ShoeMoney recently asked "What if you could get a list of every [key]word your competitor has been bidding on?"
Shoemoney (who's blog I like) demonstrated this in his comments, showing lists of keywords that send traffic to a wide variety of sites. A poster on the SEM2 mailing list wondered how this could be done.
I can think of 4 scenarios:
I seriously doubt that anyone has hacked into AdWords yet, but it is a lucrative target. And it will happen someday. But it's not a business model, nor the type of thing someone would promote.
Scraping Google probably isn't that sustainable on a large scale, but it would work reasonably well for a narrow set of sites (i.e. a small number of competitors). GoogSpy apparently works by scraping.
Toolbars - like the Yahoo toolbar, the Google toolbar, and hundreds of others sit in your browser and send data to a server based on every page you visit. They can provide a huge amount of valuable data about browsing habits - and in aggregate that data could be used to do very sophisticated targeting. Getting keywords that people typed in, or keywords used to get from an ad to a site would be a simple task with access to enough toolbar clients.
Finally, ISP proxy logs - which I think are the most likely source of Shoemoney's data can be used to capture clickstream. Hitwise uses ISP logs (along with some toolbar / panel data). Hitwise's logs represent the browsing activity of 10 Million users. Hitwise charges about $25k / year to get access to their tools.
So it's most likely that ShoeMoney has struck a deal with an ISP. Or at least he's getting web proxy logs somehow.
ISPs use proxies to reduce bandwidth costs. They can cache a large percentage of web page data, and serve the data from the proxy. In any case, they get to record quite a bit of clickstream data from the people accessing the web through their servers.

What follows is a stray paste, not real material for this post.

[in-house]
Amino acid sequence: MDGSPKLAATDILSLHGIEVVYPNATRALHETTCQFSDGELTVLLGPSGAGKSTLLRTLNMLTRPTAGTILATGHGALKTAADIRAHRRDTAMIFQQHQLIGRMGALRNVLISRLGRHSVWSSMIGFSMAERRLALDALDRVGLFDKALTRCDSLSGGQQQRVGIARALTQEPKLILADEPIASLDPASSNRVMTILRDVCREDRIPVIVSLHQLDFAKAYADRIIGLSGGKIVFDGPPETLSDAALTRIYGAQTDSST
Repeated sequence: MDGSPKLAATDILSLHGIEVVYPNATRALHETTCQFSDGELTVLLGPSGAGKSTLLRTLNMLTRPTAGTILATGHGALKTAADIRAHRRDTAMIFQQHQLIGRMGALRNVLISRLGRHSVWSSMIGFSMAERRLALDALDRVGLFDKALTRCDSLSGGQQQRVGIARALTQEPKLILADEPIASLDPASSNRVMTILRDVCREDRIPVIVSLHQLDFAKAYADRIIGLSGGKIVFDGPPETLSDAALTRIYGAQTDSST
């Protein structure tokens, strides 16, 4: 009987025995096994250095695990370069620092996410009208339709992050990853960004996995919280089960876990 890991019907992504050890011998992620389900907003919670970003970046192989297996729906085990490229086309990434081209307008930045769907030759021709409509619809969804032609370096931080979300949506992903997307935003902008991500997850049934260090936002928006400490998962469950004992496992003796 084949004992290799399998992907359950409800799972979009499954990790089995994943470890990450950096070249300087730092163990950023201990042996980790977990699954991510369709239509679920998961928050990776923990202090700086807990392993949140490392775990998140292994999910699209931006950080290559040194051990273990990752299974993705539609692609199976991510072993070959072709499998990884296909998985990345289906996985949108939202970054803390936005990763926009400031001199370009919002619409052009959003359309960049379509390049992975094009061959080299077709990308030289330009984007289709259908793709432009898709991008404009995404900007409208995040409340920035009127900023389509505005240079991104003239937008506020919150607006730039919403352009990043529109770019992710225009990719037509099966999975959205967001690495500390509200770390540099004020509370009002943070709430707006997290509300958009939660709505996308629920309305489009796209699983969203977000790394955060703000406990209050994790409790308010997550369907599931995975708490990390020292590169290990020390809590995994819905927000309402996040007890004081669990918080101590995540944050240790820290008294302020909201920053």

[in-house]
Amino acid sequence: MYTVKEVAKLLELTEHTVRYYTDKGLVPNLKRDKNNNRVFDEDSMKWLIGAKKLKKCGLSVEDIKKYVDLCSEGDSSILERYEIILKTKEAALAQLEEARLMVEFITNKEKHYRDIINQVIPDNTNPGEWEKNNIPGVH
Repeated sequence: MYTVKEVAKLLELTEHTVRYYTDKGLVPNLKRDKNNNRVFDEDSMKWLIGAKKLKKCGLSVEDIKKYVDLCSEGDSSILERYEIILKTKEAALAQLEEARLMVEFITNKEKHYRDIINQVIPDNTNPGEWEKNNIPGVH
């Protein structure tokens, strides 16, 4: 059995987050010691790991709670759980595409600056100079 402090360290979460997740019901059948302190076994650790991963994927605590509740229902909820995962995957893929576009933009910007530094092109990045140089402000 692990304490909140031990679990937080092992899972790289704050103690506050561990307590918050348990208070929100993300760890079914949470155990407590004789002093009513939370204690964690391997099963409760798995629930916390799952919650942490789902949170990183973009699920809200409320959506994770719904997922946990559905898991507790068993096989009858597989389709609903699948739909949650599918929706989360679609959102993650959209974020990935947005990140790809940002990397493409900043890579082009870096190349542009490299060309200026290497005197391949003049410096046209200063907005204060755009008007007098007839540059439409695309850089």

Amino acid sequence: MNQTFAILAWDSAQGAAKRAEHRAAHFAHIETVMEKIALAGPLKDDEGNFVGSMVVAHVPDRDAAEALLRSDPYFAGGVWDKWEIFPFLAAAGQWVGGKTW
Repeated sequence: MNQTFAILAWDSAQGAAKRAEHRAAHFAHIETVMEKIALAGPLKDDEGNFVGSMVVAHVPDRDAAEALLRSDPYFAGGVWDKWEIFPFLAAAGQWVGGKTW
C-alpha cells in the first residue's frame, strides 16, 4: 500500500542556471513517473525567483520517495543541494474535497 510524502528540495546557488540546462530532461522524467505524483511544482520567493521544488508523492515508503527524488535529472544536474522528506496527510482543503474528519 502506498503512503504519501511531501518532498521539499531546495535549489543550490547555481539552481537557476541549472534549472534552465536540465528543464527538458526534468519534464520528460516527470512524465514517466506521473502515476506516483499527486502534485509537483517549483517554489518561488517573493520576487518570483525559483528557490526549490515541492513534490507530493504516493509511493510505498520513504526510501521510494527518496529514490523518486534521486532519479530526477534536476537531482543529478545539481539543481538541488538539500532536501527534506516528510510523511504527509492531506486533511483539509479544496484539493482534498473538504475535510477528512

One of the things they record for each http request is referrer - which is a string that often has the query string from a search engine click...
By parsing their logs, and correlating clicks on ads / SERPs to destination pages, you can get a good idea of the keywords that advertisers are buying to drive traffic to their site, and the search strings people are typing to reach websites.
In a similar vein, the AOL dataset that caused a privacy kerfuffle when AOL research released it, could be used to derive this type of mapping of keywords / sites.
Of course, it is pretty hard to ensure that the results from processing millions of log lines are accurate. There are a huge number of variations and limitations in log processing, so it's to be expected that you can't find all the keywords with high accuracy. Furthermore, some keywords that an advertiser buys will never be clicked on at all by users in the clickstream one is processing. So those words won't show up in the final results, obviously.
Google, Yahoo and the other big sites have a TON of data like this. And they could do it incredibly accurately - not just for their customers, but for customers from other search engines. In other words, they "see" a huge number of referers.
I think it'd be interesting and good if google / yahoo somehow provided this data more transparently.